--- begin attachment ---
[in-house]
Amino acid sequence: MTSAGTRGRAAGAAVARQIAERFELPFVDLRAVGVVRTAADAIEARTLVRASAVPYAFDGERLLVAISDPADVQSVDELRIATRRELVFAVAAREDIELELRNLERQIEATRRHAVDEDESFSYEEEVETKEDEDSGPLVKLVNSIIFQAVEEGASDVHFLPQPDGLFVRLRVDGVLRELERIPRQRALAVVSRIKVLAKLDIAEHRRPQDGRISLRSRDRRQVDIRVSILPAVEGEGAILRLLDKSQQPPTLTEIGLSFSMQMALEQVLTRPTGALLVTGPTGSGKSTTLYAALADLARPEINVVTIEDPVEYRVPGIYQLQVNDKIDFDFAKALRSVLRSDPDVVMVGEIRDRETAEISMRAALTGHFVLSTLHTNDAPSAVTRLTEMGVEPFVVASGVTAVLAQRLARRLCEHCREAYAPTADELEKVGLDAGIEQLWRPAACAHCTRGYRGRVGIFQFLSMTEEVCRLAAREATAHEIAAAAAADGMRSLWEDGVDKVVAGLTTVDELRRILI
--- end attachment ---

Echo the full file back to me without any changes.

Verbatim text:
[in-house]
Amino acid sequence: MTSAGTRGRAAGAAVARQIAERFELPFVDLRAVGVVRTAADAIEARTLVRASAVPYAFDGERLLVAISDPADVQSVDELRIATRRELVFAVAAREDIELELRNLERQIEATRRHAVDEDESFSYEEEVETKEDEDSGPLVKLVNSIIFQAVEEGASDVHFLPQPDGLFVRLRVDGVLRELERIPRQRALAVVSRIKVLAKLDIAEHRRPQDGRISLRSRDRRQVDIRVSILPAVEGEGAILRLLDKSQQPPTLTEIGLSFSMQMALEQVLTRPTGALLVTGPTGSGKSTTLYAALADLARPEINVVTIEDPVEYRVPGIYQLQVNDKIDFDFAKALRSVLRSDPDVVMVGEIRDRETAEISMRAALTGHFVLSTLHTNDAPSAVTRLTEMGVEPFVVASGVTAVLAQRLARRLCEHCREAYAPTADELEKVGLDAGIEQLWRPAACAHCTRGYRGRVGIFQFLSMTEEVCRLAAREATAHEIAAAAAADGMRSLWEDGVDKVVAGLTTVDELRRILI